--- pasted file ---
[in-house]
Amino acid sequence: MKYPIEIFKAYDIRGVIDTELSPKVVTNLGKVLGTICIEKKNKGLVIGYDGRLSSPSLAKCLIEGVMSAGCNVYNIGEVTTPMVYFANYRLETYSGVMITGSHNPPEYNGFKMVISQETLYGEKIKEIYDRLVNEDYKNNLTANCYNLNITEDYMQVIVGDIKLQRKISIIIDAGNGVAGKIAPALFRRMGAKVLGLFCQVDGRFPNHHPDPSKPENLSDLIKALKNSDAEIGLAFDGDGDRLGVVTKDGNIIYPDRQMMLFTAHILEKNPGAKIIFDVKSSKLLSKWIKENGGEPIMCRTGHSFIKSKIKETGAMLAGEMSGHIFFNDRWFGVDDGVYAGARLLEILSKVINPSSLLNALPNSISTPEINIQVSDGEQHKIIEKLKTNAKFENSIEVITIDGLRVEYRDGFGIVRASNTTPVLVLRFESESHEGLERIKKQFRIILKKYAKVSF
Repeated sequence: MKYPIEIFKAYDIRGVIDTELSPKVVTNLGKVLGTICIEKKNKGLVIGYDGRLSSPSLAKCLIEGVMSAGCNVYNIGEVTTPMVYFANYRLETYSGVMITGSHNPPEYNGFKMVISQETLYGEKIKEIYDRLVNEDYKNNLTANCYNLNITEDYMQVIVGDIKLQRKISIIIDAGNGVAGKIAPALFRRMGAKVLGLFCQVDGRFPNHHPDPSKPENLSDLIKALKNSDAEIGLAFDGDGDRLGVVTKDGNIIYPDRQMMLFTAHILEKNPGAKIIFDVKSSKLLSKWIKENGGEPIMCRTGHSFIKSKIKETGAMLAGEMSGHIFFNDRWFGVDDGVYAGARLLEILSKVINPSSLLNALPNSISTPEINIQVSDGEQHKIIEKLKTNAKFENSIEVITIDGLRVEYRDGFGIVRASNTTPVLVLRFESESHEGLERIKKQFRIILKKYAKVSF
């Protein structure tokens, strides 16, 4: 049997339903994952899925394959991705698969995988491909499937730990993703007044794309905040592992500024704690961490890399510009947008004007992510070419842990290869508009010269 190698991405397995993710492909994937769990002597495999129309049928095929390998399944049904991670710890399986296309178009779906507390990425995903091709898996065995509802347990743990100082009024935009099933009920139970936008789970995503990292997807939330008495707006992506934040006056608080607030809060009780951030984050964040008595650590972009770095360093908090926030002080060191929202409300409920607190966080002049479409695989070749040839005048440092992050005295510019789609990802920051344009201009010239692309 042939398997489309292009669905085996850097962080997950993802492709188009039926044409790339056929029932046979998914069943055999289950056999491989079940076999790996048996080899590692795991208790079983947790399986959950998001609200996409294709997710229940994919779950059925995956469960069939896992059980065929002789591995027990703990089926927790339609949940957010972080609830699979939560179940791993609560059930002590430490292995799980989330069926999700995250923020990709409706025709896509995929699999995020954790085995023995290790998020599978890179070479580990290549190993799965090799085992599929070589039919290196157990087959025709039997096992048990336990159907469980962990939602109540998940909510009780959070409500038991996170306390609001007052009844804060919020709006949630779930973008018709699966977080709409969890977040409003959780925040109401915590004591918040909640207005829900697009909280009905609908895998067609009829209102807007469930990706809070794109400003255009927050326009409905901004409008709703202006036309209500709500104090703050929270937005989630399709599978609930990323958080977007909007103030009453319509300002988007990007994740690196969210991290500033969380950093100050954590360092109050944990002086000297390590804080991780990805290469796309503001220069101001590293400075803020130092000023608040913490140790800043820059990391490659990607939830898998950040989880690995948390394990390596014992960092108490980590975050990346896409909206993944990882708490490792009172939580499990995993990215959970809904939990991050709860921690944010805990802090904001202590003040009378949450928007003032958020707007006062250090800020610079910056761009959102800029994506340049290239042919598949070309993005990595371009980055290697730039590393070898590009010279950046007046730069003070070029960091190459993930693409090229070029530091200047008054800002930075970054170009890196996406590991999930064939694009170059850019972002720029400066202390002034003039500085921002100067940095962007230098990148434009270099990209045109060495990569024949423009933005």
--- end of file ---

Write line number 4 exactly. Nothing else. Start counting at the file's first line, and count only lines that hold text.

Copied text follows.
């Protein structure tokens, strides 16, 4: 049997339903994952899925394959991705698969995988491909499937730990993703007044794309905040592992500024704690961490890399510009947008004007992510070419842990290869508009010269 190698991405397995993710492909994937769990002597495999129309049928095929390998399944049904991670710890399986296309178009779906507390990425995903091709898996065995509802347990743990100082009024935009099933009920139970936008789970995503990292997807939330008495707006992506934040006056608080607030809060009780951030984050964040008595650590972009770095360093908090926030002080060191929202409300409920607190966080002049479409695989070749040839005048440092992050005295510019789609990802920051344009201009010239692309 042939398997489309292009669905085996850097962080997950993802492709188009039926044409790339056929029932046979998914069943055999289950056999491989079940076999790996048996080899590692795991208790079983947790399986959950998001609200996409294709997710229940994919779950059925995956469960069939896992059980065929002789591995027990703990089926927790339609949940957010972080609830699979939560179940791993609560059930002590430490292995799980989330069926999700995250923020990709409706025709896509995929699999995020954790085995023995290790998020599978890179070479580990290549190993799965090799085992599929070589039919290196157990087959025709039997096992048990336990159907469980962990939602109540998940909510009780959070409500038991996170306390609001007052009844804060919020709006949630779930973008018709699966977080709409969890977040409003959780925040109401915590004591918040909640207005829900697009909280009905609908895998067609009829209102807007469930990706809070794109400003255009927050326009409905901004409008709703202006036309209500709500104090703050929270937005989630399709599978609930990323958080977007909007103030009453319509300002988007990007994740690196969210991290500033969380950093100050954590360092109050944990002086000297390590804080991780990805290469796309503001220069101001590293400075803020130092000023608040913490140790800043820059990391490659990607939830898998950040989880690995948390394990390596014992960092108490980590975050990346896409909206993944990882708490490792009172939580499990995993990215959970809904939990991050709860921690944010805990802090904001202590003040009378949450928007003032958020707007006062250090800020610079910056761009959102800029994506340049290239042919598949070309993005990595371009980055290697730039590393070898590009010279950046007046730069003070070029960091190459993930693409090229070029530091200047008054800002930075970054170009890196996406590991999930064939694009170059850019972002720029400066202390002034003039500085921002100067940095962007230098990148434009270099990209045109060495990569024949423009933005």